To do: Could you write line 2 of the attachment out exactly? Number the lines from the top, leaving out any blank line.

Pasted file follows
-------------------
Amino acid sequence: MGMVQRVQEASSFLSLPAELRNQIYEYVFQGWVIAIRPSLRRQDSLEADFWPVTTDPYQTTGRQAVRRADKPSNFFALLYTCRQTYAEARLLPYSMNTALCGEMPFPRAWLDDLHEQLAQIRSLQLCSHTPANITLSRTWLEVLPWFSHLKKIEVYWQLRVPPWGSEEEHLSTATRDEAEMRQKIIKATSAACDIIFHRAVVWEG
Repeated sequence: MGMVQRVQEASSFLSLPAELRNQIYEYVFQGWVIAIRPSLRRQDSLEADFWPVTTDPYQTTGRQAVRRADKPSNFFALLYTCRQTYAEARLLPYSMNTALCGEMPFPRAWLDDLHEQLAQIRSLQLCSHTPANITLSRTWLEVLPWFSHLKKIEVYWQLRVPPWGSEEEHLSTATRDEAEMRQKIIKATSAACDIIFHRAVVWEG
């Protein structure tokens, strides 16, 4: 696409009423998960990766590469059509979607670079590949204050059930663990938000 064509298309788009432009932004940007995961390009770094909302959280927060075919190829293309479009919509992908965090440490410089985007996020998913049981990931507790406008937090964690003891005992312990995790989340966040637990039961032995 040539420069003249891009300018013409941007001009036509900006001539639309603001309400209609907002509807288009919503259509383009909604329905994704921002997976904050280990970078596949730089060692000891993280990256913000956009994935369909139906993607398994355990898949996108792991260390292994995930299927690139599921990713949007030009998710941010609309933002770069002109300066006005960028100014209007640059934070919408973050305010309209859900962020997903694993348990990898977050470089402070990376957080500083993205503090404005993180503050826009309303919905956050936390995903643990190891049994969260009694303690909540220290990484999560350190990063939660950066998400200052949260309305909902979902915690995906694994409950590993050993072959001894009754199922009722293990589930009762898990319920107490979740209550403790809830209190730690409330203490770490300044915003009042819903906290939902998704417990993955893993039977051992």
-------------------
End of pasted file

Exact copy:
Repeated sequence: MGMVQRVQEASSFLSLPAELRNQIYEYVFQGWVIAIRPSLRRQDSLEADFWPVTTDPYQTTGRQAVRRADKPSNFFALLYTCRQTYAEARLLPYSMNTALCGEMPFPRAWLDDLHEQLAQIRSLQLCSHTPANITLSRTWLEVLPWFSHLKKIEVYWQLRVPPWGSEEEHLSTATRDEAEMRQKIIKATSAACDIIFHRAVVWEG